Method for delaying photon 140ms+ while maintaining entanglement?

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In summary: something. and hope that the photons will bounce back and forth between the two cavities often enough.
  • #1
criquant
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TL;DR Summary
My team is searching for a way to achieve the above. Any help appreciated.
Hi, my team and I are working to design an experiment. We are using spontaneous parametric downconversion with a fiber-optic system to create polarization-entangled photons at a rate of roughly 70k pairs/second. We need to be able to insert a delay into one of the two paths while maintaining polarization entanglement - ideally at least 140ms. We've explored a number of techniques for doing so but thus far have not identified any really strong candidates. Fiber-optic recirculating loops would be the ideal approach, but there doesn't seem to be a way to avoid extreme polarization degradation (given the long distance required to attain the required timespan) while also maintaining entanglement. Our strong preference of course is to use a technique that has been experimentally proven rather than figure out how to do something new, and of course the lower the technical complexity the better, as we do intend to actually execute this experiment. Any insight or guidance is greatly appreciated.
 
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  • #2
criquant said:
TL;DR Summary: My team is searching for a way to achieve the above. Any help appreciated.

Hi, my team and I are working to design an experiment. We are using spontaneous parametric downconversion with a fiber-optic system to create polarization-entangled photons at a rate of roughly 70k pairs/second. We need to be able to insert a delay into one of the two paths while maintaining polarization entanglement - ideally at least 140ms. We've explored a number of techniques for doing so but thus far have not identified any really strong candidates. Fiber-optic recirculating loops would be the ideal approach, but there doesn't seem to be a way to avoid extreme polarization degradation (given the long distance required to attain the required timespan) while also maintaining entanglement. Our strong preference of course is to use a technique that has been experimentally proven rather than figure out how to do something new, and of course the lower the technical complexity the better, as we do intend to actually execute this experiment. Any insight or guidance is greatly appreciated.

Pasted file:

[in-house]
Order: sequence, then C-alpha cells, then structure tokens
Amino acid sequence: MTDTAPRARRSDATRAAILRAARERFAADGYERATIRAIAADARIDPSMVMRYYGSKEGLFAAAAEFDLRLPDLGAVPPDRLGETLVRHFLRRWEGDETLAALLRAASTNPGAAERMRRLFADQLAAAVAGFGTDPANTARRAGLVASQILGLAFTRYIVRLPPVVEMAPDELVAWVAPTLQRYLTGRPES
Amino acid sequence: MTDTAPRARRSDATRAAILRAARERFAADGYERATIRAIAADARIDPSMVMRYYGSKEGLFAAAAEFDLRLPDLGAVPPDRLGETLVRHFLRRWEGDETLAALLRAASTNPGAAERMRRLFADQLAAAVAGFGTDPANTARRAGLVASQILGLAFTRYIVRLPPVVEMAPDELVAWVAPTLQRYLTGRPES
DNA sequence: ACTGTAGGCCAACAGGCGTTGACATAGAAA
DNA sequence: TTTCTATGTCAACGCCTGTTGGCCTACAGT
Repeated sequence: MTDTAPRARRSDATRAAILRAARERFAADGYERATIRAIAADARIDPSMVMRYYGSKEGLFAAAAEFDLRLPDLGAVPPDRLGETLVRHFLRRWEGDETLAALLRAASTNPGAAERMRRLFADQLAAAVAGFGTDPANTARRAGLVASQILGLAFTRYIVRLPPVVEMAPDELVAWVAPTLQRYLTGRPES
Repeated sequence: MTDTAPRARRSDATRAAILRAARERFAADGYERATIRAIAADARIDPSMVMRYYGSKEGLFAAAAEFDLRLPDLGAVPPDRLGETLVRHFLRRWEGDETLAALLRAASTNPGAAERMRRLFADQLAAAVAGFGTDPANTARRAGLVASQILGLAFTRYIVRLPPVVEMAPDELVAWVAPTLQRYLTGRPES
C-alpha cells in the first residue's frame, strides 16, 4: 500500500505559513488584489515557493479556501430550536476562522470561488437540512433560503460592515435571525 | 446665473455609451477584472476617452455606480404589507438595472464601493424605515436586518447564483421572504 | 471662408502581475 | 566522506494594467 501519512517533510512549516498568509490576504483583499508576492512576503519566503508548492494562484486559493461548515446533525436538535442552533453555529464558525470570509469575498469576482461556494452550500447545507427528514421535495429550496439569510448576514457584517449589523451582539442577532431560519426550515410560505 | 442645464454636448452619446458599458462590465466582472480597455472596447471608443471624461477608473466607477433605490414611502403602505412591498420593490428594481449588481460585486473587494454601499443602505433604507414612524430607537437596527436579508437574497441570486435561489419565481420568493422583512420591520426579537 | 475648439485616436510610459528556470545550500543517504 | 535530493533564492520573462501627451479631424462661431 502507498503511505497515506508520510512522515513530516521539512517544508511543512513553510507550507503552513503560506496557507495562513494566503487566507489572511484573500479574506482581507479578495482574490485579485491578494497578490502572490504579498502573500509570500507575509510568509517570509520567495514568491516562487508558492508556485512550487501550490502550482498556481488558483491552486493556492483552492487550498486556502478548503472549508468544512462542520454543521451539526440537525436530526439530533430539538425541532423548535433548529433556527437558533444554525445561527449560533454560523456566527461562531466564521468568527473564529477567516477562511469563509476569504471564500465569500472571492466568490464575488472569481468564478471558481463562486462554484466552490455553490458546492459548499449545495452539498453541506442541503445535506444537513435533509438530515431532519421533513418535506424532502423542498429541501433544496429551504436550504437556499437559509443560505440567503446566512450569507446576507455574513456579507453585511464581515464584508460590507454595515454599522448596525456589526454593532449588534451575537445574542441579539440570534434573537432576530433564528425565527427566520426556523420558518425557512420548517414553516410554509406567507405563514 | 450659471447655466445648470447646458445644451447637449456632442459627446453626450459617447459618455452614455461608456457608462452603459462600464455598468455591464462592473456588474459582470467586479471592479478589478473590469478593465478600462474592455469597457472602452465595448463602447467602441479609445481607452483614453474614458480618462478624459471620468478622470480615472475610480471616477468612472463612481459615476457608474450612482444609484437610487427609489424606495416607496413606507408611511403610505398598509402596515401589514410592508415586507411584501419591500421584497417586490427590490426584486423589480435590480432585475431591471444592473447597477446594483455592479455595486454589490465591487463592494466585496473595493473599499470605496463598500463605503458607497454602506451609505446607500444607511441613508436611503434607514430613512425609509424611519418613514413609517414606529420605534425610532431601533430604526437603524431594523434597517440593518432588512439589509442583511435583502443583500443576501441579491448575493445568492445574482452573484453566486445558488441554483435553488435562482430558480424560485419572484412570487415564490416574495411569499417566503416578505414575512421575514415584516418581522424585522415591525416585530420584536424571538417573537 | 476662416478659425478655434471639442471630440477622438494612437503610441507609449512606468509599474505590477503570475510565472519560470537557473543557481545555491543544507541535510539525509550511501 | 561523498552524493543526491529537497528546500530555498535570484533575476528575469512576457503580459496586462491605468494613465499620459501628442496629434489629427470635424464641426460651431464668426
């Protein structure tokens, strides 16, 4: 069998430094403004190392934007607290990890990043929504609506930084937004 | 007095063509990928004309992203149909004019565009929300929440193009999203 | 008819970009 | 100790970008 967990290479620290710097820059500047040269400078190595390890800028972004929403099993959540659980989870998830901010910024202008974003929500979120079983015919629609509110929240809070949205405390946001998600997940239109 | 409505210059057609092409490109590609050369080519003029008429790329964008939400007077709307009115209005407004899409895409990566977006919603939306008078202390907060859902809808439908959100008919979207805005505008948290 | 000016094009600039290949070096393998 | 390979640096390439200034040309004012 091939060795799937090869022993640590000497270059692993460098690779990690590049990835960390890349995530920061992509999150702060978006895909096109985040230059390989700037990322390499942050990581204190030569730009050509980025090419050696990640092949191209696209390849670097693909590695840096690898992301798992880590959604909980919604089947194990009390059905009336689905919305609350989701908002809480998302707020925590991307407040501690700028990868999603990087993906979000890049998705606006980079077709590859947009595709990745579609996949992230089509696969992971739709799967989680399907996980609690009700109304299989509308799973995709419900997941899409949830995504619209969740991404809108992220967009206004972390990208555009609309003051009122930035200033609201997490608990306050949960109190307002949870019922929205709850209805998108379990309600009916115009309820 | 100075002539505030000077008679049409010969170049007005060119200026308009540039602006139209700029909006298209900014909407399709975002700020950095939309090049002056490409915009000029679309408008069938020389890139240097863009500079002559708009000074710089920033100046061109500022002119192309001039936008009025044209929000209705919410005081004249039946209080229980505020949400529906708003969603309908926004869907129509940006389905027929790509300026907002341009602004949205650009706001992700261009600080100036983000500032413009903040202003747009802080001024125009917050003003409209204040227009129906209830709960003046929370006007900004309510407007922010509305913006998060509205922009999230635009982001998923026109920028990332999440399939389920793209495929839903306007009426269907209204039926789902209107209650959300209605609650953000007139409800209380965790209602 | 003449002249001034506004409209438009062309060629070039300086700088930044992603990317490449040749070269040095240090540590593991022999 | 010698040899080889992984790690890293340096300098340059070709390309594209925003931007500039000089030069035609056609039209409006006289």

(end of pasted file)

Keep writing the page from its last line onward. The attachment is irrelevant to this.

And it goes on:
Violation of Bell inequalities by photons more than 10 km apart
https://arxiv.org/abs/quant-ph/9806043

High-fidelity transmission of polarization encoded qubits from an entangled source over 100 km of fiber
https://arxiv.org/abs/0801.3620
 
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  • #3
DrChinese said:
I would think about 2 inches would be enough for your application (140 ms).
ms?

I get 17000 miles or so to get 140 ms.
 
  • #4
Vanadium 50 said:
ms?

I get 17000 miles or so to get 140 ms.
A minor computation error on my part LOL. I misread it. My bad... :oldbiggrin: